When Jake Landgrebe returned to school last week, the seventh-grader at Southwest Junior High School came back after taking part in a true midsummer’s night dream.
His dream? To dance. The setting? New York. The supporting cast? Famed dancers and choreographers Mia Michaels, Dave Scott, Shane Sparks, Wade Robson and Cris Judd.
During the last week of July, Jake got the chance to dance for hours night and day with more than a few of his idols at The Pulse summer event in New York. The Lawrence 12-year-old hip-hopper won a scholarship to attend the event after impressing organizers at a The Pulse on the Move event in Kansas City this year.
“They were all really good,” he says. “I watched all of them on ‘So You Think You Can Dance,’ ‘America’s Best Dance Crew’ — it was a lot of fun meeting them and great learning from them.”
Jake must have impressed them, too: He won a scholarship to return to the summer workshop in 2010.
Jake began dancing at age 5, when mom Laura Landgrebe enrolled him in a boys’ hip-hop, tap and tumble class.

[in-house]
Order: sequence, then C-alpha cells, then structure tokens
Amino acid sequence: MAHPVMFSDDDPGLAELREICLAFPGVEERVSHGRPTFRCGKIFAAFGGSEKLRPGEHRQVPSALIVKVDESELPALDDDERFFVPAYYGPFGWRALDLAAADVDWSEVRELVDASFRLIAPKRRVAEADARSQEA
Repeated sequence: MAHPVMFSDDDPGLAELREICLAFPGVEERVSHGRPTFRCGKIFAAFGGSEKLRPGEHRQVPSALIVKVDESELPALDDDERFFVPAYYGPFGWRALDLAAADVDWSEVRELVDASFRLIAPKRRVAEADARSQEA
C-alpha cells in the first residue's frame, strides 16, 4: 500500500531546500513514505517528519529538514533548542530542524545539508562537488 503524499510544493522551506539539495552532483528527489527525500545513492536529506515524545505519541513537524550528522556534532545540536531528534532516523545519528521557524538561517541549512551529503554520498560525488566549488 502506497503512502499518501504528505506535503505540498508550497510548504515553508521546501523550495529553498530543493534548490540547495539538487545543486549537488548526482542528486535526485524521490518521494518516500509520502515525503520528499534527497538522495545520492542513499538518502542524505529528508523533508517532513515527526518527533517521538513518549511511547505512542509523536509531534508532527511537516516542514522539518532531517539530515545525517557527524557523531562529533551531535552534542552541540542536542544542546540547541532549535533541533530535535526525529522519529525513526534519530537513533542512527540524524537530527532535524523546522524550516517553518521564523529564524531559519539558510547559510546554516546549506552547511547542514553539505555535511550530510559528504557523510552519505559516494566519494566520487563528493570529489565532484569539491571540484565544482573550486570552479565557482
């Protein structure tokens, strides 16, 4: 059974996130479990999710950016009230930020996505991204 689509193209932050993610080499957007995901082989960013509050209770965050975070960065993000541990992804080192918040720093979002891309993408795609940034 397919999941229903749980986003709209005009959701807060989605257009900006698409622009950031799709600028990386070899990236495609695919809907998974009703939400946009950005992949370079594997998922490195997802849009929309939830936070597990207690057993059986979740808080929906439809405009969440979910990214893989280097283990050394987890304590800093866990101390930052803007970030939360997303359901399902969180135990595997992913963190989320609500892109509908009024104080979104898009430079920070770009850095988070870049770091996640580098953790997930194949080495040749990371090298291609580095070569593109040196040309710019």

“The reason we did was his sister was dancing at the studio and we were there all the time, anyway,” says Laura Landgrebe. “Jake, he has a natural rhythm and natural ability.”
He has danced with the Kansas University hip-hop dance team Unity and is currently a member of the Kansas City-based dance crew Nu Swagger.
His current teacher, Jennifer Kaylyn Hanson, met Jake when she was a member of Unity and has been his instructor with Nu Swagger through J.K. Choreography for the past three years. Count her excited about Jake’s possibilities as a dancer.
“The Pulse convention has top-of-the-line instructors and choreographers,” Hanson says. “These choreographers hand-pick students who they believe have raw talent. Jake was not only picked once, but twice.”
And though Jake prefers hip-hop to other forms of dance, he expects to stick to the advice of the professional dancers at The Pulse: Diversify your dance portfolio. He plans to explore other types of dance and has already renewed his interest in tap.
He hopes that the advice and experience he’s had at The Pulse will help lead to a long career in the business — one that might end with him going full-circle and teaching other kids.
“I really want to be a performer,” he says. “And if I do performing for a long time and if I think I’m done with that and I think I can teach my skills to others, I think I’ll teach, maybe go with a workshop like The Pulse ... or just go to a studio and teach for other kids.”